Syrian Kurds ‘plan big attack’ to seal Turkish border

BEIRUT (TIP): The powerful Syrian Kurdish YPG militia and its local allies have drawn up plans for a major attack to seize the final stretch of the Syrian-Turkish border held by Islamic State jihadists, a YPG source familiar with the plan said on Thursday.

Such an offensive could deprive Islamic State jihadists of a logistical route that has been used by the group to bring in supplies and foreign recruits.

But it could lead to confrontation with Turkey, which is fighting against its own Kurdish insurgents and sees the Syrian Kurds as an enemy.

After a year of military gains aided by US-led air strikes, the Kurds and their allies already control the entire length of Syria’s northeastern Turkish frontier from Iraq to the banks of the Euphrates river, which crosses the border west of the town of Kobani.

Other Syrian insurgent groups control the frontier further west, leaving only around 100km (60 miles) of border in the hands of Islamic State jihadists, running from the town of Jarablus on the bank of the Euphrates west to near the town of Azaz.

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But Turkey says it will not allow the Syrian Kurds to move west of the Euphrates.

The source confirmed a report on Kurdish news website Xeber24 which cited a senior YPG leader saying the plan includes crossing the Euphrates to attack the Islamic State-held towns of Jarablus and Manbij, in addition to Azaz, which is held by other insurgent groups.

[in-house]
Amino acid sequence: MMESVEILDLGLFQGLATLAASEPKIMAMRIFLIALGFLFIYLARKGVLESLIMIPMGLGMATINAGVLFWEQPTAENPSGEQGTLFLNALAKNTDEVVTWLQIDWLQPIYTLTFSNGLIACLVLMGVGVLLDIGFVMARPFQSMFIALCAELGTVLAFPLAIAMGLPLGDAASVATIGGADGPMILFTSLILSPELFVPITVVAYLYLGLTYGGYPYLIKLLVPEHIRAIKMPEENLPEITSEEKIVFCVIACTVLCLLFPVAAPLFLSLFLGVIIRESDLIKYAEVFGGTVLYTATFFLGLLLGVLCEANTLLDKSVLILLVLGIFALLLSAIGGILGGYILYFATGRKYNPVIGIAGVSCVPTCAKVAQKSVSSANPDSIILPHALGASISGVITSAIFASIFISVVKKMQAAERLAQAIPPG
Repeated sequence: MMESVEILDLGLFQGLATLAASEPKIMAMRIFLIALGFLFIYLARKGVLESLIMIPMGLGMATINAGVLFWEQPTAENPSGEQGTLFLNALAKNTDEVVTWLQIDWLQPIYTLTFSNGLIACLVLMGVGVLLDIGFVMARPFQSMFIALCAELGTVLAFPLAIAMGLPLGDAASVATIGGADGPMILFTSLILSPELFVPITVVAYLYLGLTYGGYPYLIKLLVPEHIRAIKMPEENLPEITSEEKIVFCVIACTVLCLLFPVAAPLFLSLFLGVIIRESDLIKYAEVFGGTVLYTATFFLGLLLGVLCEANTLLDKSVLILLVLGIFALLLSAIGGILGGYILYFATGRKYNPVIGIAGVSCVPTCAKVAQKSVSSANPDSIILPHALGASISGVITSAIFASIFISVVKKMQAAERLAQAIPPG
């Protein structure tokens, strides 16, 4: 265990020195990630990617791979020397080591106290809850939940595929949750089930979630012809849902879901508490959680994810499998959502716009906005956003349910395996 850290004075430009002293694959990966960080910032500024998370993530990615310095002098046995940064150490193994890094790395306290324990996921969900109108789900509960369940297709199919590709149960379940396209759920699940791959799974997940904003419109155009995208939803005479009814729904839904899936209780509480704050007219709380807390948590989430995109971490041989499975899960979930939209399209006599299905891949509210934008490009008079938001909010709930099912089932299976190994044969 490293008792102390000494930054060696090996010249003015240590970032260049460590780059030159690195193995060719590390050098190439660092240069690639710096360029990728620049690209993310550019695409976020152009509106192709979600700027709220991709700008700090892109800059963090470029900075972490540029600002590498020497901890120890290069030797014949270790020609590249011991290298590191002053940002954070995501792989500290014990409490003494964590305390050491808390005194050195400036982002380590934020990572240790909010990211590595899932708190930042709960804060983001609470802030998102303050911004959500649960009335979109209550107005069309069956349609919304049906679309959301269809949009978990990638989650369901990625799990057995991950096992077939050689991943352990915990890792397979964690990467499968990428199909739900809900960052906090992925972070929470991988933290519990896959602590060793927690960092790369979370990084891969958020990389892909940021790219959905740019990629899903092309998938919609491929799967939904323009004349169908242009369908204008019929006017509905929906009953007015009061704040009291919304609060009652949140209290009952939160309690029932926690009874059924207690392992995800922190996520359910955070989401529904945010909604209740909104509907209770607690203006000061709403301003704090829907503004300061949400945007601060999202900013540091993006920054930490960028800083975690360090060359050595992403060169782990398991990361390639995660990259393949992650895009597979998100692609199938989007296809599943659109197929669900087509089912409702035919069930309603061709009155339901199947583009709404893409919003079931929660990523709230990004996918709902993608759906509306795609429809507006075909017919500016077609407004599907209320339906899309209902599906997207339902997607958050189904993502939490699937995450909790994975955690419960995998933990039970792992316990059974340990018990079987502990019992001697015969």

The source did not give a planned date, but said a January 29 date mentioned in the Xeber24 report might not be accurate.

The YPG has been the most important partner on the ground of a US-led air campaign against Islamic State, and is a major component of an alliance formed last year called the Syria Democratic Forces, which also includes Arab and other armed groups. The alliance is quietly backed by Washington, even as its Nato ally in the region, Turkey, is hostile.

The political party affiliated with the YPG, the PYD, has been excluded from Syria peace talks the United Nations plans to hold in Geneva on Friday. The PYD and its allies say their exclusion undermines the process and have blamed Turkey.

Ankara fears further expansion by the YPG will fuel separatist sentiment among its own Kurdish minority. It views the Syrian Kurdish PYD as a terrorist group because of its affiliation to Turkish Kurdish militants.

The United States and Turkey have for months been discussing a joint military plan to drive Islamic State from the border, but there has been little sign of it on the ground.


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